[atlas]Simple way to open API access?
Richard L. Barnes rbarnes at bbn.com
Thu Mar 24 16:18:07 CET 2011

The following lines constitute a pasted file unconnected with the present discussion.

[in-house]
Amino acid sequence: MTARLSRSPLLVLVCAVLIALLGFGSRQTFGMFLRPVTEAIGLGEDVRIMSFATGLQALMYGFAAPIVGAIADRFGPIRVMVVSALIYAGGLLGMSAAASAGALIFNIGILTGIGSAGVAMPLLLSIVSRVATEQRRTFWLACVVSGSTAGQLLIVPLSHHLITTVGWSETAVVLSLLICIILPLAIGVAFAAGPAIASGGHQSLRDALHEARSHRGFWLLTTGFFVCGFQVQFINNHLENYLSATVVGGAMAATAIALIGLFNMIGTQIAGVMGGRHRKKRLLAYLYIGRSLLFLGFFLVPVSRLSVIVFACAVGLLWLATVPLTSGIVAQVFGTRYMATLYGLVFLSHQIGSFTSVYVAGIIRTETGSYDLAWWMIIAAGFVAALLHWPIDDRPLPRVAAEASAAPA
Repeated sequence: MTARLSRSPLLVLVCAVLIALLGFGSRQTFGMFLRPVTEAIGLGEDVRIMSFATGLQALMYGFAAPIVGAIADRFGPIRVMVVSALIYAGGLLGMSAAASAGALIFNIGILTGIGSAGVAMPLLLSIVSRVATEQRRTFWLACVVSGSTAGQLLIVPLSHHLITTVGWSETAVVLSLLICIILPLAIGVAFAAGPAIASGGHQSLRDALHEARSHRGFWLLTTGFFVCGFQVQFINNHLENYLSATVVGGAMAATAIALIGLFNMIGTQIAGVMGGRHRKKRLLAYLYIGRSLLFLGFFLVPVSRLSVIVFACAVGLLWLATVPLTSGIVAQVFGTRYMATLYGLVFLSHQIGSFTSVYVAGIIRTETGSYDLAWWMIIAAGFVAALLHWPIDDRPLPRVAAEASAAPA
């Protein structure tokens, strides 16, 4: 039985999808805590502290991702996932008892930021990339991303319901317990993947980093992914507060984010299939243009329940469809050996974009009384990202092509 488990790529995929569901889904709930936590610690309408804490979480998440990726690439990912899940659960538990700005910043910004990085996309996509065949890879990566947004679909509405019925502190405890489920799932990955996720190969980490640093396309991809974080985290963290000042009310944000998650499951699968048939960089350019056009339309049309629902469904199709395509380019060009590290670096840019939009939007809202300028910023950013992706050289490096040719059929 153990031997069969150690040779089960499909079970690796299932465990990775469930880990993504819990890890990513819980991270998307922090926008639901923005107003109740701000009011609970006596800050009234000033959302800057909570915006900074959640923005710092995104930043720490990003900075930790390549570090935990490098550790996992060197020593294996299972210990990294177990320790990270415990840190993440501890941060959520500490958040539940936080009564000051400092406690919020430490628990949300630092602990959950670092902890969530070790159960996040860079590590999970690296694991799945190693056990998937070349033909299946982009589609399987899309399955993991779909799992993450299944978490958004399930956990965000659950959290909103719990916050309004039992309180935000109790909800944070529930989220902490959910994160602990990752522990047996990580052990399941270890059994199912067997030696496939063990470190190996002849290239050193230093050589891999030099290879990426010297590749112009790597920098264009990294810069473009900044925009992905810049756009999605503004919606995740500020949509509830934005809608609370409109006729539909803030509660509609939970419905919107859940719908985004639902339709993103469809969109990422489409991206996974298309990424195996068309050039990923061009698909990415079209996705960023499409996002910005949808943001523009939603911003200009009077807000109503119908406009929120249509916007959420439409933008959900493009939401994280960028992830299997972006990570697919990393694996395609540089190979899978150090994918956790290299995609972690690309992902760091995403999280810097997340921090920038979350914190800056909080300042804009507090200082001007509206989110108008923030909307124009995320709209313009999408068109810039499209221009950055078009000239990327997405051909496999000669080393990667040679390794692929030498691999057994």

That's true, but it has the irritation that the session cookies expire, in 24 hours IIRC. So if you want to run a script every few days, you have to manually reconfigure it -- or spoof the login page! --Richard On Mar 24, 2011, at 11:08 AM, Robert Kisteleki wrote: > Hi, > > Virtually all client libraries know how to handl cookies. I believe that > nothing is stopping you from authenticating your API client's session with > your usual name/password using the login URL, and then use the authenticated > cookie to fetch the data. Of course it's a two step process, but it's easily > automated and has much better security properties. > > Robert > > > On 2011.03.24. 15:51, Richard L. Barnes wrote: >> Hey all, >> >> Suggestion for a simple way to provide some basic automated access to ATLAS data: >> >> It's pretty clear from the traffic that the site is driven off a set of JSON APIs . This would make it pretty easy to write scripts that can access information from the site -- except that the script would need to have a Cookie for a valid user session. >> >> So it seems like a simple way to open access up would be to allow developers to access these JSON APIs, but with a different form of authentication. Namely, you could grant developers an "API key" that would function in the same way as a 'stat-session' cookie (in particular it would be bound to a developer identity/email), but would last indefinitely. >> >> This wouldn't really put any burden on the NCC other than to have a page to register the API keys. It would be helpful to document the APIs, but not strictly necessary, since JSON is so verbose. And you wouldn't necessarily have any additional requirements for the APIs to be stable, if this feature were properly marked as experimental/undocumented. >> >> Noting that the other cookie that the ATLAS page sets is "csrftoken" (which would probably have to be ignored in API key requests), it is worth noting that there is some risk with this approach that a bad developer will use this mechanism to enable CSRF attacks. But such attacks should be fairly easy to recognize, and if one is, then the relevant developer can be turned off. >> >> Just a thought, >> --Richard >> >> >>  For example <http://atlas.ripe.net/atlas/publicprobesgrid.json> >